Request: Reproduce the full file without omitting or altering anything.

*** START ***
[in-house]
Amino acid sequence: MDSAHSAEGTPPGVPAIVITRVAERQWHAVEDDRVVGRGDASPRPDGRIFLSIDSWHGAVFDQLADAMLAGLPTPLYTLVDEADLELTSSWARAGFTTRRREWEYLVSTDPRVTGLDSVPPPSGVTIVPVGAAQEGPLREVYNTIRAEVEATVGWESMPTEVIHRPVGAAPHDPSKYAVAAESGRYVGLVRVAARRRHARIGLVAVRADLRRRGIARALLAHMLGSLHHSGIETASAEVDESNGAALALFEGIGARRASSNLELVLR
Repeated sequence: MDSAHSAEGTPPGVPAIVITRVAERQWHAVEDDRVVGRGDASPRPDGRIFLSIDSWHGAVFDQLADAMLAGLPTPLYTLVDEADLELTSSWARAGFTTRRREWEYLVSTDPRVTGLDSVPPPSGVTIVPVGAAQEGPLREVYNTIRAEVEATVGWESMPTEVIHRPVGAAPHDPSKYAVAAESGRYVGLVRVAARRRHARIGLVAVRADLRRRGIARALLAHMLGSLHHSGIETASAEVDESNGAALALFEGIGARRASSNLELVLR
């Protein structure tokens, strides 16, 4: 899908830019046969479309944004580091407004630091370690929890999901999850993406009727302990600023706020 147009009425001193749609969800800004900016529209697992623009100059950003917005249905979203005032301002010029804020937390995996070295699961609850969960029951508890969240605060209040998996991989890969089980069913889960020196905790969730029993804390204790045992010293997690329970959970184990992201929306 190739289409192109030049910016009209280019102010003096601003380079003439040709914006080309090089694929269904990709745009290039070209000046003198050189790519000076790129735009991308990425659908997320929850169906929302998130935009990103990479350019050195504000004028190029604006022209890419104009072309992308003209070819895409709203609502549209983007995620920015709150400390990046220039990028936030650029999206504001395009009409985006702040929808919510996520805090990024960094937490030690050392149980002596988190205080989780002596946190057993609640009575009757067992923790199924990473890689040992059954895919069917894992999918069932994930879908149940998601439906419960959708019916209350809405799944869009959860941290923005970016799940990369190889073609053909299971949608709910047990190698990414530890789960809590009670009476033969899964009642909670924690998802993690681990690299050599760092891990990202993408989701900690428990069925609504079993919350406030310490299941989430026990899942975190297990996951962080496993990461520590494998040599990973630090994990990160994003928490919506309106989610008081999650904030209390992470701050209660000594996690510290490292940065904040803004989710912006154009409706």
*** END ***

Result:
[in-house]
Amino acid sequence: MDSAHSAEGTPPGVPAIVITRVAERQWHAVEDDRVVGRGDASPRPDGRIFLSIDSWHGAVFDQLADAMLAGLPTPLYTLVDEADLELTSSWARAGFTTRRREWEYLVSTDPRVTGLDSVPPPSGVTIVPVGAAQEGPLREVYNTIRAEVEATVGWESMPTEVIHRPVGAAPHDPSKYAVAAESGRYVGLVRVAARRRHARIGLVAVRADLRRRGIARALLAHMLGSLHHSGIETASAEVDESNGAALALFEGIGARRASSNLELVLR
Repeated sequence: MDSAHSAEGTPPGVPAIVITRVAERQWHAVEDDRVVGRGDASPRPDGRIFLSIDSWHGAVFDQLADAMLAGLPTPLYTLVDEADLELTSSWARAGFTTRRREWEYLVSTDPRVTGLDSVPPPSGVTIVPVGAAQEGPLREVYNTIRAEVEATVGWESMPTEVIHRPVGAAPHDPSKYAVAAESGRYVGLVRVAARRRHARIGLVAVRADLRRRGIARALLAHMLGSLHHSGIETASAEVDESNGAALALFEGIGARRASSNLELVLR
């Protein structure tokens, strides 16, 4: 899908830019046969479309944004580091407004630091370690929890999901999850993406009727302990600023706020 147009009425001193749609969800800004900016529209697992623009100059950003917005249905979203005032301002010029804020937390995996070295699961609850969960029951508890969240605060209040998996991989890969089980069913889960020196905790969730029993804390204790045992010293997690329970959970184990992201929306 190739289409192109030049910016009209280019102010003096601003380079003439040709914006080309090089694929269904990709745009290039070209000046003198050189790519000076790129735009991308990425659908997320929850169906929302998130935009990103990479350019050195504000004028190029604006022209890419104009072309992308003209070819895409709203609502549209983007995620920015709150400390990046220039990028936030650029999206504001395009009409985006702040929808919510996520805090990024960094937490030690050392149980002596988190205080989780002596946190057993609640009575009757067992923790199924990473890689040992059954895919069917894992999918069932994930879908149940998601439906419960959708019916209350809405799944869009959860941290923005970016799940990369190889073609053909299971949608709910047990190698990414530890789960809590009670009476033969899964009642909670924690998802993690681990690299050599760092891990990202993408989701900690428990069925609504079993919350406030310490299941989430026990899942975190297990996951962080496993990461520590494998040599990973630090994990990160994003928490919506309106989610008081999650904030209390992470701050209660000594996690510290490292940065904040803004989710912006154009409706």